“For low-output instruments, such as an older Jazz Bass, even a small bit of loading can cause a bass player to notice a minute drop in level,” Janis explains. “For these artists, an active direct box tends to be a better solution. This also applies to some vintage instruments like a Fender Rhodes piano. The active DI has a built-in buffer or unity gain amplifier that delivers a stronger signal than its passive counterpart. In the past, high-output instruments would overload the typical active DI. In recent years, new switching power supply technology has enabled us to increase the signal handling to a point where this is no longer a problem. We often associate active direct boxes to condenser mics and passive DIs to dynamics. You can use either in many cases, but if you want more reach — say, on a violin — the condenser tends to be a better choice, just as an active DI will produce more air from an acoustic guitar. Active DIs also enable us to control various parameters that are simply impossible using a passive circuit.”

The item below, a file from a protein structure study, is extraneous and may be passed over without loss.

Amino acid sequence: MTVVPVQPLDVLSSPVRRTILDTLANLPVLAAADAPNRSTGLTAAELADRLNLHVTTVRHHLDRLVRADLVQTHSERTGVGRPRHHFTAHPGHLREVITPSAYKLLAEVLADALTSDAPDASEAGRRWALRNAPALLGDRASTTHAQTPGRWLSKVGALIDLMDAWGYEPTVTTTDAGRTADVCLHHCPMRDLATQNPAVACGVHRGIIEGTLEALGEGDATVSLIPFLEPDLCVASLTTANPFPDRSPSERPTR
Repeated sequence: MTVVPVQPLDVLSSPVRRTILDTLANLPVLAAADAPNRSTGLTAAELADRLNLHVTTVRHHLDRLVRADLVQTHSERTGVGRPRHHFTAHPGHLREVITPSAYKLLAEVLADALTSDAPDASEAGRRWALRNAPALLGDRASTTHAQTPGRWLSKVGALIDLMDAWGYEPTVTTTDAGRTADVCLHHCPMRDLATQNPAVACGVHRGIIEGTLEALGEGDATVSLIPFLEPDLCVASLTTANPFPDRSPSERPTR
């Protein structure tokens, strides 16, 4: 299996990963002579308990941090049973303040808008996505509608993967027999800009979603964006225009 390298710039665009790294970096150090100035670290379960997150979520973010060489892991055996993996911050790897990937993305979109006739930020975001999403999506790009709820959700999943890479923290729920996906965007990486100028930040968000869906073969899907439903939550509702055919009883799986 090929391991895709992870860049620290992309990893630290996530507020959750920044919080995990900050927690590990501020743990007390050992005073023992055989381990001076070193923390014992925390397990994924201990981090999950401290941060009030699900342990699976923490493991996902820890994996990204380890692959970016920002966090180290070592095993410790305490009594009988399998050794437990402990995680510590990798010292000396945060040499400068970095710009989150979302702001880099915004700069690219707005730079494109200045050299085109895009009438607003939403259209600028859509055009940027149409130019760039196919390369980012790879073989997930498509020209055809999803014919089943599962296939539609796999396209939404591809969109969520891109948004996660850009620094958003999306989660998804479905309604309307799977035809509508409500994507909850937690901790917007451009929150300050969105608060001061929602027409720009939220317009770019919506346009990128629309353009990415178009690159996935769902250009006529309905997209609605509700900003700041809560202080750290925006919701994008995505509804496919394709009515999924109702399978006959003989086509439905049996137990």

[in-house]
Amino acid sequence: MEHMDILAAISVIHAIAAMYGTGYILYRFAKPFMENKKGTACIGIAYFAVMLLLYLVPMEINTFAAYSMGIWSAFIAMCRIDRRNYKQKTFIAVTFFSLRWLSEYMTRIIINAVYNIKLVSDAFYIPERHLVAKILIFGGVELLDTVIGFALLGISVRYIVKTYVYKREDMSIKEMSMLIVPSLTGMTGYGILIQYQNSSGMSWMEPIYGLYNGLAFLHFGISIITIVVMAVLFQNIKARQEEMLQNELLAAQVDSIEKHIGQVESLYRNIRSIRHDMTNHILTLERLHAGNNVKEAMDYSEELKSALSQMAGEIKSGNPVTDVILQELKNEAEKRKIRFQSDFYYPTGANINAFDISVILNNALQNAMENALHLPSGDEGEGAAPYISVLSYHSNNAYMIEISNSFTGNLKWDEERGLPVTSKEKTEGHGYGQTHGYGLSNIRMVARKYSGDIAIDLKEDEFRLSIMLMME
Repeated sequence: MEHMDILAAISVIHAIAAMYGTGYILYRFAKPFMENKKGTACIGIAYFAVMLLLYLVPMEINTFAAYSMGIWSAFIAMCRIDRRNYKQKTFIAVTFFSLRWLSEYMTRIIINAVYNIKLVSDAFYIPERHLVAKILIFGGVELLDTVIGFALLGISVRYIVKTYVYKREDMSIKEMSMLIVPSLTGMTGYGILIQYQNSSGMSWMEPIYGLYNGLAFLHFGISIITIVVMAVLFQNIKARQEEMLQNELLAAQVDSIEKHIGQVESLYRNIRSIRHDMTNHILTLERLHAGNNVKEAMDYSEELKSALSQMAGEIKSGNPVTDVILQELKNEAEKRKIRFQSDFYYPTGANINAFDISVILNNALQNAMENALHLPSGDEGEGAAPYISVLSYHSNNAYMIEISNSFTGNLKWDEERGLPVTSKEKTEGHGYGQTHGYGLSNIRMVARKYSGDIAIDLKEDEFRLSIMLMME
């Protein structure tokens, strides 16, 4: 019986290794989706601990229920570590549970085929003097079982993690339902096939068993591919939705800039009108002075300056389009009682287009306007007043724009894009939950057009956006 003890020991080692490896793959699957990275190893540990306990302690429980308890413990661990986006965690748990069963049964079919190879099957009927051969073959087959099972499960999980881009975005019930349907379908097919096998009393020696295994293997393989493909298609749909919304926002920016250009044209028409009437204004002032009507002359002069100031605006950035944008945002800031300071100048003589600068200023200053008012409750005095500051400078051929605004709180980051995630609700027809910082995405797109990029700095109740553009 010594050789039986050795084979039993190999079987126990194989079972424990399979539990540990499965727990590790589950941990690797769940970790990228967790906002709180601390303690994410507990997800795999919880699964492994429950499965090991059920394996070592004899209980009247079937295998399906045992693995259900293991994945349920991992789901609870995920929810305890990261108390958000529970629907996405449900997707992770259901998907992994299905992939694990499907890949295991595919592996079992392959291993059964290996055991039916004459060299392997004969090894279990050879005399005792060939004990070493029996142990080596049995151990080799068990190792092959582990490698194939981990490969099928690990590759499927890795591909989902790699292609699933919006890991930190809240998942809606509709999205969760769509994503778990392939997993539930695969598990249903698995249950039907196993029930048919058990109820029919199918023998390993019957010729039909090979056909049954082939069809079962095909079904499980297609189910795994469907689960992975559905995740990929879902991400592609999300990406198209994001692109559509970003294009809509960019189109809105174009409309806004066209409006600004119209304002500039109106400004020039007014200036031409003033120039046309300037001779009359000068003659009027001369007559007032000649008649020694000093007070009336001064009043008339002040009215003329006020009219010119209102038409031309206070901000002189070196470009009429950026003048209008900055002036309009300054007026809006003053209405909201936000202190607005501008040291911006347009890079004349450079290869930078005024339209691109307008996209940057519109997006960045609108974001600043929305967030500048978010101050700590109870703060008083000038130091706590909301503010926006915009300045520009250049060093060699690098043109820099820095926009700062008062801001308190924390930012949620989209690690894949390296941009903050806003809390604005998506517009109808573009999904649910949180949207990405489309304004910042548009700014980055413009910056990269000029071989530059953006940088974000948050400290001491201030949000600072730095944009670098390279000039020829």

Generally, passive direct boxes are often preferred on active sources, such as keyboards, drum machines, etc. Conversely, an active direct box often works best with instruments without onboard electronics or active pickups, such as vintage basses, guitars, mandolins, etc. In either case, reducing the number of additional gain stages in the signal path tends to reduce noise.